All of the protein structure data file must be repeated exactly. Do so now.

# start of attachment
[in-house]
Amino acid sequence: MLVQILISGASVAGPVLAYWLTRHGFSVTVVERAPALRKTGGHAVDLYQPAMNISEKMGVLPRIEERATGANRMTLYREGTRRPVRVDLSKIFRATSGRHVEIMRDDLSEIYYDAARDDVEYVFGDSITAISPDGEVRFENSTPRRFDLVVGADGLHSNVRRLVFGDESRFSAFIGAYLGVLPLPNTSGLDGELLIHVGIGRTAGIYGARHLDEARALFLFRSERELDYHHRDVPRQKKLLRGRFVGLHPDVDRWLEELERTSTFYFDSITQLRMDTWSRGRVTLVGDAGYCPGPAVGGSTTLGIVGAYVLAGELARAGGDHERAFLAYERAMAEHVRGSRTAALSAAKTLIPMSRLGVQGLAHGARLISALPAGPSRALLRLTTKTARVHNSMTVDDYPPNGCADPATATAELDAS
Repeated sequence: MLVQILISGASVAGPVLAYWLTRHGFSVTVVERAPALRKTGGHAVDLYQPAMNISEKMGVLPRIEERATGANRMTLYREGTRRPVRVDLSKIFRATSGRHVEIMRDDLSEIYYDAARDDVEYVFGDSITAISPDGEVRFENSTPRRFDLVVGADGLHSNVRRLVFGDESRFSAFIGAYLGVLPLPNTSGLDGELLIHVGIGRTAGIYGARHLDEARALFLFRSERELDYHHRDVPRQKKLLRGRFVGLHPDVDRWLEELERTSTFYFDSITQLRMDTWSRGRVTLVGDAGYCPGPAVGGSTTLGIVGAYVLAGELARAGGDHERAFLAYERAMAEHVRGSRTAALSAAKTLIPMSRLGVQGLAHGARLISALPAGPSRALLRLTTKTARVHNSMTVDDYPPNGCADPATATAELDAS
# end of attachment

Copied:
[in-house]
Amino acid sequence: MLVQILISGASVAGPVLAYWLTRHGFSVTVVERAPALRKTGGHAVDLYQPAMNISEKMGVLPRIEERATGANRMTLYREGTRRPVRVDLSKIFRATSGRHVEIMRDDLSEIYYDAARDDVEYVFGDSITAISPDGEVRFENSTPRRFDLVVGADGLHSNVRRLVFGDESRFSAFIGAYLGVLPLPNTSGLDGELLIHVGIGRTAGIYGARHLDEARALFLFRSERELDYHHRDVPRQKKLLRGRFVGLHPDVDRWLEELERTSTFYFDSITQLRMDTWSRGRVTLVGDAGYCPGPAVGGSTTLGIVGAYVLAGELARAGGDHERAFLAYERAMAEHVRGSRTAALSAAKTLIPMSRLGVQGLAHGARLISALPAGPSRALLRLTTKTARVHNSMTVDDYPPNGCADPATATAELDAS
Repeated sequence: MLVQILISGASVAGPVLAYWLTRHGFSVTVVERAPALRKTGGHAVDLYQPAMNISEKMGVLPRIEERATGANRMTLYREGTRRPVRVDLSKIFRATSGRHVEIMRDDLSEIYYDAARDDVEYVFGDSITAISPDGEVRFENSTPRRFDLVVGADGLHSNVRRLVFGDESRFSAFIGAYLGVLPLPNTSGLDGELLIHVGIGRTAGIYGARHLDEARALFLFRSERELDYHHRDVPRQKKLLRGRFVGLHPDVDRWLEELERTSTFYFDSITQLRMDTWSRGRVTLVGDAGYCPGPAVGGSTTLGIVGAYVLAGELARAGGDHERAFLAYERAMAEHVRGSRTAALSAAKTLIPMSRLGVQGLAHGARLISALPAGPSRALLRLTTKTARVHNSMTVDDYPPNGCADPATATAELDAS